Created By: Premonition45 on February 9, 2012 Last Edited By: Premonition45 on July 11, 2012

Subcultural Sufferer

If you're in a subculture, you will suffer.

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There is a tendency in fiction that people from a subculture, such as punks, who show up in the story will have some misfortune fall upon them. Expect them to do something as stupid as Bullying The Dragon or Mugging the Monster. In works made between and/or set in the 70s and the 90s, it's often punks that fall victim to this trope. Today, stoners are likely to be victimized.

Still Needs a Better Description.

Examples

  • In the first Terminator film, a trio of punks are the first humans the Terminator encounters in 1984, and his first victims as he gets his clothes from one of them, as well as a certain Precision F-Strike.
    Punk Leader: (sarcastically) Nice night for a walk, eh?
    Terminator: (monotonously) Nice night for a walk.
    Punk 2: (sarcastically) Wash day tomorrow? Nothing clean, right?
    (snaps his fingers in front of the Terminator's face)
    Terminator: Nothing clean, right.
    Punk Leader: I think this guy's a couple cans short of a six-pack.
    Terminator: Your clothes. Give them to me. Now.
    Punk Leader: (pulls out knife) Fuck you, asshole!
  • In Star Trek IV: The Voyage Home, Kirk and Spock are riding on a bus to Sausalito as a punk is playing music very loudly on his boombox. After trying and failing to ask the punk to turn down his music, who flips off Kirk and turns up the volume, Spock nerve-pinches the punk into unconsciousness, prompting applause from the other passengers.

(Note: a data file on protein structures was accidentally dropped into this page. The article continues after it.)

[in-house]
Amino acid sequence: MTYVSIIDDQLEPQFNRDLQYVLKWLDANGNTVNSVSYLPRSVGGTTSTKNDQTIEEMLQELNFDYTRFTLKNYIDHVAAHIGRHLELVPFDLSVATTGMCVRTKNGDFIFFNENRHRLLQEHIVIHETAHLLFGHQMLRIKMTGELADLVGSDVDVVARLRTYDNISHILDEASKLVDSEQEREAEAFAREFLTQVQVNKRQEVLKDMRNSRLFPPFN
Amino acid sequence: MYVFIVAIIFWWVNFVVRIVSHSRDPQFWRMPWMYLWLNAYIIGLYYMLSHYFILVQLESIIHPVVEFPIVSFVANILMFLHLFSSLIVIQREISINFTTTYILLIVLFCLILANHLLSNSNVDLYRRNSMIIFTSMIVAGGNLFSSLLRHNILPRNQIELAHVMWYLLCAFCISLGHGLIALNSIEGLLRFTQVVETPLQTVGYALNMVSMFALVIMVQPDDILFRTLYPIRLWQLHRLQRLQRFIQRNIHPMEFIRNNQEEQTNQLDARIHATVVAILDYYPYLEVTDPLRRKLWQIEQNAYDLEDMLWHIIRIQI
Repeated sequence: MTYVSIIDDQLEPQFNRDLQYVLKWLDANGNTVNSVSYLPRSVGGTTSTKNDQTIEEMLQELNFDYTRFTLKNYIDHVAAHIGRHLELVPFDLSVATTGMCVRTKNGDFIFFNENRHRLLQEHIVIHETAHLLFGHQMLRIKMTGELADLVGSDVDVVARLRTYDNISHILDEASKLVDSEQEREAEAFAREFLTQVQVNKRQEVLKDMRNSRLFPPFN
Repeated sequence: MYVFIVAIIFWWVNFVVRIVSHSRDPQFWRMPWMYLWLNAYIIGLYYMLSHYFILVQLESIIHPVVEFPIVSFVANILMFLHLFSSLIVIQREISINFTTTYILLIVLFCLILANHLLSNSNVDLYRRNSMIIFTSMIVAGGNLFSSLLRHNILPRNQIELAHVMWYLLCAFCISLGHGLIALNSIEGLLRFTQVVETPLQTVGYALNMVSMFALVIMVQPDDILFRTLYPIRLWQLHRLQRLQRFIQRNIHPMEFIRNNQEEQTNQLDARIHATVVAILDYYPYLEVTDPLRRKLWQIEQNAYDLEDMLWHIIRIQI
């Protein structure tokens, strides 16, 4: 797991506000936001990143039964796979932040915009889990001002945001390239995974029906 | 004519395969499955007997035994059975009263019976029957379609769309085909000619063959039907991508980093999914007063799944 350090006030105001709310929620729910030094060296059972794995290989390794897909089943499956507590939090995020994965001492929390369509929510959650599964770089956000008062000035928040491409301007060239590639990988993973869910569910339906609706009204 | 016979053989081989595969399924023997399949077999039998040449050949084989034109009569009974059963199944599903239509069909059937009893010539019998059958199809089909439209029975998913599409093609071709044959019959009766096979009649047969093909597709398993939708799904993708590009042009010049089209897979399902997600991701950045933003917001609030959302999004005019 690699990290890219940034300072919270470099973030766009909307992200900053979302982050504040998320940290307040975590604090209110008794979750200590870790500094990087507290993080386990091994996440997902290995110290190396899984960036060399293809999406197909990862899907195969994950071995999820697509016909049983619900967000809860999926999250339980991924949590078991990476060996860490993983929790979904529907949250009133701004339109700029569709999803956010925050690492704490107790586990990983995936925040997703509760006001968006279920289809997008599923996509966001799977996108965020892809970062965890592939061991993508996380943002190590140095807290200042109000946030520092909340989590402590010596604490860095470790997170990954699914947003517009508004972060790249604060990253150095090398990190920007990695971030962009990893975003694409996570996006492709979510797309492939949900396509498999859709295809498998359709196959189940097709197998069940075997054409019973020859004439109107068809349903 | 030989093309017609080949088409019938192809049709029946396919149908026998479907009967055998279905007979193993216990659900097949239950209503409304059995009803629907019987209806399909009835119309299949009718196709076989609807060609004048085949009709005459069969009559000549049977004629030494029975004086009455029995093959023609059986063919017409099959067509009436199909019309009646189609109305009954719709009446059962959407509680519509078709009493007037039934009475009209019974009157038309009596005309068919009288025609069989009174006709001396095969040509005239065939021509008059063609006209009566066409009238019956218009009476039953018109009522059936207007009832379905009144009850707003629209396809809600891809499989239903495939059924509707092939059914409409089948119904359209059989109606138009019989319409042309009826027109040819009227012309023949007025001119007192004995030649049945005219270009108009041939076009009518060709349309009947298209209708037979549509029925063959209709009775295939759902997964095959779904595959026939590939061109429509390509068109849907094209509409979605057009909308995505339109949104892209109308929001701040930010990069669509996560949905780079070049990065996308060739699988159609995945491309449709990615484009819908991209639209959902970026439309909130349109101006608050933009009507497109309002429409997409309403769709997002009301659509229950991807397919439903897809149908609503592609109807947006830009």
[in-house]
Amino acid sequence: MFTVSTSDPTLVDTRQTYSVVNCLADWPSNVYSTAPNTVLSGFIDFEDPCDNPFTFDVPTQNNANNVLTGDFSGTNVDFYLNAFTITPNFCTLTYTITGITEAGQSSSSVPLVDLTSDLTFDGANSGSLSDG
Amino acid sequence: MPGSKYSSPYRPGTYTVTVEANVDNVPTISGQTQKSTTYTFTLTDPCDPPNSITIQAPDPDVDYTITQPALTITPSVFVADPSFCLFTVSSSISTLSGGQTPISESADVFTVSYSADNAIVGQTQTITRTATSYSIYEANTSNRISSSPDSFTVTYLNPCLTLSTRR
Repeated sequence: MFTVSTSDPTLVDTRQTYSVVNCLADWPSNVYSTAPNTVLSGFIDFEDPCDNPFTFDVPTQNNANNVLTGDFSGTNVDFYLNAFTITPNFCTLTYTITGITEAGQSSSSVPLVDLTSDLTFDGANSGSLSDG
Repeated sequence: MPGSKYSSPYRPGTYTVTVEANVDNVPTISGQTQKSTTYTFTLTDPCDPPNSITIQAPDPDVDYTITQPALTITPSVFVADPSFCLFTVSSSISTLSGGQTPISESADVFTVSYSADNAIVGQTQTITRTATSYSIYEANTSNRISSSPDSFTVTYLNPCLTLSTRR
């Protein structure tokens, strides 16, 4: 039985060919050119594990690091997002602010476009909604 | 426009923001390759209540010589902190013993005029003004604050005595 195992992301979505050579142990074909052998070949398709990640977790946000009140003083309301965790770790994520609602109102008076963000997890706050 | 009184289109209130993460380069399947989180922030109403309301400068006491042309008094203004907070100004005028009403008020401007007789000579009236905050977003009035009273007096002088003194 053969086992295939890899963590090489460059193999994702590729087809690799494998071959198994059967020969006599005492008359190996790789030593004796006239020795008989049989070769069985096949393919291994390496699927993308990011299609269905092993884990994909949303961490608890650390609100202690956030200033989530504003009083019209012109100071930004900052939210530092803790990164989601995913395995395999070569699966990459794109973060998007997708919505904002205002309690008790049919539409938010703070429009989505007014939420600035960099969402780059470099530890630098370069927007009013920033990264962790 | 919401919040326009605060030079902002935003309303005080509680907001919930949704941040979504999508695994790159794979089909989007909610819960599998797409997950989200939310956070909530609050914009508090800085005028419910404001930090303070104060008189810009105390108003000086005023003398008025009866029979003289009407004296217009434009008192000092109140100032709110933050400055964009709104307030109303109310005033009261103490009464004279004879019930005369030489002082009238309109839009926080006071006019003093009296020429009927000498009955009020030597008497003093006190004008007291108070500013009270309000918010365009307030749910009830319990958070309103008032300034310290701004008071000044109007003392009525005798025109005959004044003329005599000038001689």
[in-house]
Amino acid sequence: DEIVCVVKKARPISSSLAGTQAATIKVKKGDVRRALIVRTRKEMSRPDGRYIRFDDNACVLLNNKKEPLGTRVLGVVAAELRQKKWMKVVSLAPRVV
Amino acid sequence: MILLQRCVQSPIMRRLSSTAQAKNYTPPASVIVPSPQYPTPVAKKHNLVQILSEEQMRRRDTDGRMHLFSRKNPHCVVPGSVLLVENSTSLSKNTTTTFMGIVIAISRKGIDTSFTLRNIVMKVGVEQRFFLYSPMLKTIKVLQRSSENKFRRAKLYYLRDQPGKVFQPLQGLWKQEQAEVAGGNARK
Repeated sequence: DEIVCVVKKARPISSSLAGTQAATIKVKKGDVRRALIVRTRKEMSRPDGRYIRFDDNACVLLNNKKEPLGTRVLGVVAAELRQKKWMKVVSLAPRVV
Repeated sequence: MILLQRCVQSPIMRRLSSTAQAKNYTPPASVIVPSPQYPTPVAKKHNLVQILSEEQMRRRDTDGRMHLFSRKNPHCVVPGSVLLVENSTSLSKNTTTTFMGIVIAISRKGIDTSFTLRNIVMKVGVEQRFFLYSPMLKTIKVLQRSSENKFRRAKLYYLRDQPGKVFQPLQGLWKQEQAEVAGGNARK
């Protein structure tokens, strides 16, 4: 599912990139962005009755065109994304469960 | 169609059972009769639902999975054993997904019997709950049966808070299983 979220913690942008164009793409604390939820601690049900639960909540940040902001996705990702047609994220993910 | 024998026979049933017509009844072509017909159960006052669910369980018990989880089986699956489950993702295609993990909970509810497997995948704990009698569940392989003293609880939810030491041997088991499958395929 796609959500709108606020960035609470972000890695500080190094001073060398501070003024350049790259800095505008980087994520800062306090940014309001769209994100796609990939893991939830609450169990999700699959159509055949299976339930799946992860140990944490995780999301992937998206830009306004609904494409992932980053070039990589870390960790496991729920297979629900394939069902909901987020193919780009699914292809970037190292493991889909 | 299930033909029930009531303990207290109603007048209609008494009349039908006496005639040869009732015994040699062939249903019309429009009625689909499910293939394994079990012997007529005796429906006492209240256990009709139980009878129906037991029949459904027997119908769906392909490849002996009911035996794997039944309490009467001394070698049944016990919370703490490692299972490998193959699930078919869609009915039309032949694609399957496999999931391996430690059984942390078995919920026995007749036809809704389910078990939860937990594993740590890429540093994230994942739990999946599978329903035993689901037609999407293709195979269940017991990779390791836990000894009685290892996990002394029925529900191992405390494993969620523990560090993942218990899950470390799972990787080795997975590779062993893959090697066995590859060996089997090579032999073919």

• In Airheads, Officer Wilson is searching the LA strip for Chazz's girlfriend Kayla, who has the only other copy of his band's demo tape. As he's searching a club, he finds Kayla, however, he gets confronted by some punks that think he's harassing her. One of whom yanks Wilson's badge off his uniform and bites it, bending it out of shape. As he asks "Now what are you gonna do about that?", laughing, Wilson yanks the ring off his nipple, making him scream in pain, as he simply says "Improvise."
  • Dr Who: There were the punks who tried robbing Lady Peinforte and Richard in Silver Nemesis.
  • Ghost Rider had the overweight goth chick who was more impressed than freaked out. She had misfortune befall her, but the Ghost Rider saved her from it.
  • Superman: The Animated Series has an overweight goth chick who was saved from her misfortune.
Community Feedback Replies: 15
  • February 9, 2012
    AP
    • In Star Trek The Voyage Home, a punk turns his stereo up loud, annoying everyone on the bus. When Captain Kirk himself asks the punk to turn his stereo down, he promptly flips him off. Spock then takes matters in his own hands and uses the vulcan neck pinch to knock him out.
  • February 10, 2012
    Duncan
    Sid And Nancy - some terrible stuff happened to them!

    ...but seriously, I'm not sure if this is still prevalent- back in the 80s, punks were Acceptable Targets, I don't know if they still are.
  • February 10, 2012
    fulltimeD
    This is definitely an eighties trope. I'm sure if you looked you could find examples from the 70's and early 90's though.